Thursday 5 17 18 morning call

A shortboard and a prone foiling session for me yesterday. A few photos in between.

Hanging ten in that section and in front of dry reef was a very ballsy move without a leash.

It ended up with a walk to vana land. Might as well enjoy the view.

Before catching the foiling bug, Gerry was mostly body surfing. You can tell he’s fit.
He was foiling all by himself, so I had to join him for an arvo session. Best prone one for me so far.

 
4am significant buoy readings

South shore
W
2.6ft @ 13s from 149° (SE)

 
SW

2.2ft @ 13s from 159° (SSE)

 
SE

2.5ft @ 13s from 173° (S)

 
South swell doing what Pat Caldwell describes here.
 

Severe gale to hurricane-force low pressure systems SW to SE of New Zealand spaced a day or two apart starting 5/7 has returned surf in Hawaii to near the average. The sources mostly aimed west to east, so swell is arriving through angular spreading. This leads to less consistent arrival of sets as has been the case the past two days.

The first event peaked Tuesday PM 5/15 and is slowly declining 5/16. Dispersion, or the spreading out of swell trains based on wave period, since longer waves travel faster, allows events from remote sources to linger for several days. The NOAA southern buoys 51003, 51002, and 51004 show the dominant wave period has shifted down from the 17 seconds at the peak to 15 seconds 5/16. It should continue a slow drop in wave period as breaker size declines toward background levels on Friday as a new event fills in.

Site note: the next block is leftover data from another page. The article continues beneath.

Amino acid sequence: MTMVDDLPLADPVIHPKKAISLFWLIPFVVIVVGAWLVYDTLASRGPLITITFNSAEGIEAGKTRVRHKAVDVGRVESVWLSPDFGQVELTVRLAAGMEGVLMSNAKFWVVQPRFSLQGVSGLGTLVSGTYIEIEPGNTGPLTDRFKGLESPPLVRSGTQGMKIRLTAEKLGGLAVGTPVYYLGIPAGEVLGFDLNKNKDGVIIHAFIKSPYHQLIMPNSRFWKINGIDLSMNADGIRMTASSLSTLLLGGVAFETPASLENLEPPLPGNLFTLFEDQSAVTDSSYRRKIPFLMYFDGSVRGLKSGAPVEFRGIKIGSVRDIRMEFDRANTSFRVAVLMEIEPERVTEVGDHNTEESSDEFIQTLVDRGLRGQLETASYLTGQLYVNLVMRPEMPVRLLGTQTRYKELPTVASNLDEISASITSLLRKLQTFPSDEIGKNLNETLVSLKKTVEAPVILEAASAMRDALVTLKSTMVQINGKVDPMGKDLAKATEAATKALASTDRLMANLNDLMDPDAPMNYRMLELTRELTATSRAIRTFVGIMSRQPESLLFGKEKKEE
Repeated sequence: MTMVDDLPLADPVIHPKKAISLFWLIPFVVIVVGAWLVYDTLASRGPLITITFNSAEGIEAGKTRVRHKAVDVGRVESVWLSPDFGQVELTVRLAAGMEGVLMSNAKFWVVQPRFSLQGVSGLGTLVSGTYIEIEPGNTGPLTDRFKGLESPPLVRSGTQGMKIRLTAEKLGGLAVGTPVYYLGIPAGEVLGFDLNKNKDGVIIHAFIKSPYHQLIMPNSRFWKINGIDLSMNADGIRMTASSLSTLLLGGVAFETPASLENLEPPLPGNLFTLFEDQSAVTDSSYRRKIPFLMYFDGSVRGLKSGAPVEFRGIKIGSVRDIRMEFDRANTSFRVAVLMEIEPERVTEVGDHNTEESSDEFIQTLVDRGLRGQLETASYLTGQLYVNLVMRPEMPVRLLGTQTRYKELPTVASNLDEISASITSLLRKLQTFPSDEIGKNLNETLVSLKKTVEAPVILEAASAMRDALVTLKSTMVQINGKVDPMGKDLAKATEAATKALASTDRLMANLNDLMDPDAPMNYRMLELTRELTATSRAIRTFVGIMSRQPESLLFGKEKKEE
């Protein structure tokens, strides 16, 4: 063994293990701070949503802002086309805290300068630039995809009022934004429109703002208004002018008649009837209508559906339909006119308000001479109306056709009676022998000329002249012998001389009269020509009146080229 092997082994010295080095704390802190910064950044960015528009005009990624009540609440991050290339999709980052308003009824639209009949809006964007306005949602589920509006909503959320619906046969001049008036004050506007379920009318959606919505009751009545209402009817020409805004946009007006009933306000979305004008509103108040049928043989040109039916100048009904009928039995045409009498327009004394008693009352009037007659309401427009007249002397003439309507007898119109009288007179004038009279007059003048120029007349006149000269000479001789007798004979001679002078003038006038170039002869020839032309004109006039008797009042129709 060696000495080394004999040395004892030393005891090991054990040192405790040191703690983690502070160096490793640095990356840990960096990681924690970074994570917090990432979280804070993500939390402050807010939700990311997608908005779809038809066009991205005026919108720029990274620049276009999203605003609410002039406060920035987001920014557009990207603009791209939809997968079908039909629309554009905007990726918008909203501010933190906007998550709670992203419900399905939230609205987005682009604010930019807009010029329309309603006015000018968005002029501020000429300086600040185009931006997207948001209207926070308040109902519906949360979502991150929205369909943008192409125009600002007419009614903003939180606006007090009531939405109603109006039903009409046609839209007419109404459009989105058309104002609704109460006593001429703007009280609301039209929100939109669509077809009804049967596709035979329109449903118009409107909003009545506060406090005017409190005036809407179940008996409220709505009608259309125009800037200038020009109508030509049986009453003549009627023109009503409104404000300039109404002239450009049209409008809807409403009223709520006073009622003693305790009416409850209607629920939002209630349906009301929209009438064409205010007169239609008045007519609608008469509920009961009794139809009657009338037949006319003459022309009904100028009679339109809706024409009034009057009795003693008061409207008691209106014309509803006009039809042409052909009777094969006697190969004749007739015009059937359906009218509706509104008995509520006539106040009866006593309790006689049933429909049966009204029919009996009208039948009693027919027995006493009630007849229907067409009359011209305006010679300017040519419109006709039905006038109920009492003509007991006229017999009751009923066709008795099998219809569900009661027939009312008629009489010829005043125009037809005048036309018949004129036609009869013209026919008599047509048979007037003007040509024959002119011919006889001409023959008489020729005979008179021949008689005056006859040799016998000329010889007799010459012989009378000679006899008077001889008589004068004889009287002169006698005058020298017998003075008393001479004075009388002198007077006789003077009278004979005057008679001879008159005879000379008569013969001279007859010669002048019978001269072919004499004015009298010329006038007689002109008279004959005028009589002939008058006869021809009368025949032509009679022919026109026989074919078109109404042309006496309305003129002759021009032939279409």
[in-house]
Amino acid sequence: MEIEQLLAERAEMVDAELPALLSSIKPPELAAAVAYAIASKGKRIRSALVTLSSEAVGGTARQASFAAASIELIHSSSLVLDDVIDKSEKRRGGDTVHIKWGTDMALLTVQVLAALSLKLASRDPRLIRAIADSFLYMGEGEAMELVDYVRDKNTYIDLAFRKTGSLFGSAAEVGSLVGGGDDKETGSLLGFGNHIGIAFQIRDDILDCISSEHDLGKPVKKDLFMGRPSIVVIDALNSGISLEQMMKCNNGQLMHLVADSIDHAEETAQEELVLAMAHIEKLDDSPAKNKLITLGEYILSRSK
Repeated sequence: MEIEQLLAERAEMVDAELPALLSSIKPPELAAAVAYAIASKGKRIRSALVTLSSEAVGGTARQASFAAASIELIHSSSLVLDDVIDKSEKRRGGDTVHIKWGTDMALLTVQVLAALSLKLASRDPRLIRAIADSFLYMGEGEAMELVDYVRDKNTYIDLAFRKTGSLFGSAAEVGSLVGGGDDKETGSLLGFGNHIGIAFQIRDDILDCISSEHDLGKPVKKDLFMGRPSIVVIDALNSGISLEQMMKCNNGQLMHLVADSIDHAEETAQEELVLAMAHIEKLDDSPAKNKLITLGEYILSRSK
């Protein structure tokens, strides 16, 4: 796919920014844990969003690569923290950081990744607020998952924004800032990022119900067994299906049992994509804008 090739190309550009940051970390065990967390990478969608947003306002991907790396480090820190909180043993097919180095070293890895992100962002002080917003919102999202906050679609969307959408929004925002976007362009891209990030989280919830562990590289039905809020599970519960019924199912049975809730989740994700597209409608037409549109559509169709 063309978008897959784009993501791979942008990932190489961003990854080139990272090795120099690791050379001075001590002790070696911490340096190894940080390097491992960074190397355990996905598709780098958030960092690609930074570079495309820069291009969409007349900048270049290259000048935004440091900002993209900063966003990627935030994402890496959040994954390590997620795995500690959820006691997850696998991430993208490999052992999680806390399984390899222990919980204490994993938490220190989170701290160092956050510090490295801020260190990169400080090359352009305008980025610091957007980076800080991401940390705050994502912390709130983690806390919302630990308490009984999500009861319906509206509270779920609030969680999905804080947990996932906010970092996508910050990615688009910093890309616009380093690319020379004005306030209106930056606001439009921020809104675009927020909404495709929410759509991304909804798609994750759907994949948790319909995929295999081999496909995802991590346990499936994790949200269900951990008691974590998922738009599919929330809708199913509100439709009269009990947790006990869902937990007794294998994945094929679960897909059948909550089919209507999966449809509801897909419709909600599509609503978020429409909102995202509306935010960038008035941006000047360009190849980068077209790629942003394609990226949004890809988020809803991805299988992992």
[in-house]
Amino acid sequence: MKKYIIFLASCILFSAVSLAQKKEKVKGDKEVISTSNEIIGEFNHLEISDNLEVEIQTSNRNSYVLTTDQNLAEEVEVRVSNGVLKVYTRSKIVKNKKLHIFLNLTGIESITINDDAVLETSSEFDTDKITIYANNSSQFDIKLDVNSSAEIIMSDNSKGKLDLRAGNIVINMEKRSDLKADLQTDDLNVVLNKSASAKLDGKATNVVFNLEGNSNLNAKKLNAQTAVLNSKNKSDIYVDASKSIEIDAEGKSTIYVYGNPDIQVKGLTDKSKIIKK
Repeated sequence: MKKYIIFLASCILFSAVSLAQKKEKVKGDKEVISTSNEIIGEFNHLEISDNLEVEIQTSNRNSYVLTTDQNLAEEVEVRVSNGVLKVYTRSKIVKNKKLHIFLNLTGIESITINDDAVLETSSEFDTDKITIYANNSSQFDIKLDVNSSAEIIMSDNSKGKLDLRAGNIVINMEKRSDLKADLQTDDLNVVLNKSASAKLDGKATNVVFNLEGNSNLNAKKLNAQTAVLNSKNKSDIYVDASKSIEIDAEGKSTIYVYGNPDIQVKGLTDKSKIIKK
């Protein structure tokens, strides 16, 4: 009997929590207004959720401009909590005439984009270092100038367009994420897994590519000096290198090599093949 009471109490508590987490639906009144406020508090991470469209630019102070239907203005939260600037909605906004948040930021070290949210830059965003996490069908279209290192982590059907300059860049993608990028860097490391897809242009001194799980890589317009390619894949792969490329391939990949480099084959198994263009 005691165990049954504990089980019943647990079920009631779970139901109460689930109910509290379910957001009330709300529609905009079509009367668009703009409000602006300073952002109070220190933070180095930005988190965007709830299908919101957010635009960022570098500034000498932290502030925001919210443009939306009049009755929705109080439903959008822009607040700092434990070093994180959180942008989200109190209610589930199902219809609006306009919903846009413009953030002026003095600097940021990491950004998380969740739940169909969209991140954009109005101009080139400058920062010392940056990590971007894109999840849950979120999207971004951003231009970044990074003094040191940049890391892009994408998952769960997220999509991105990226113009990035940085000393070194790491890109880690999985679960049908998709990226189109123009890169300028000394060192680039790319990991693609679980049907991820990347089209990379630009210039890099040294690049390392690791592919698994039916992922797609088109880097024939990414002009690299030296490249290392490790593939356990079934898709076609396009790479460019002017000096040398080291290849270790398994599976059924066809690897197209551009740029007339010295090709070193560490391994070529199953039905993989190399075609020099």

We’ll talk about that tomorrow, let’s stay focused on today, as those numbers at the buoys will guarantee more fun waves for us to enjoy. I’ll beach report before 6.30am.

North shore
Pauwela

3.7ft @ 8s from 42° (NE)
1.3ft @ 12s from 30° (NNE)
 
Pretty small energy at the Pauwela buoy for another very small day on the north shore. Size should increase tomorrow as a new/modest NW shifting NNW swell tops out, as reported by the Surfline forecast.
 
Wind map at noon (finally up to date).

 
North Pacific only has a tiny little fetch north of us.
 
South Pacific shows a solid SSW fetch aimeing at us, but unfortunately New Zealand will block most of that energy.
 
Morning sky.
 
 
 


Powered by WPeMatico

Antiques

AdSense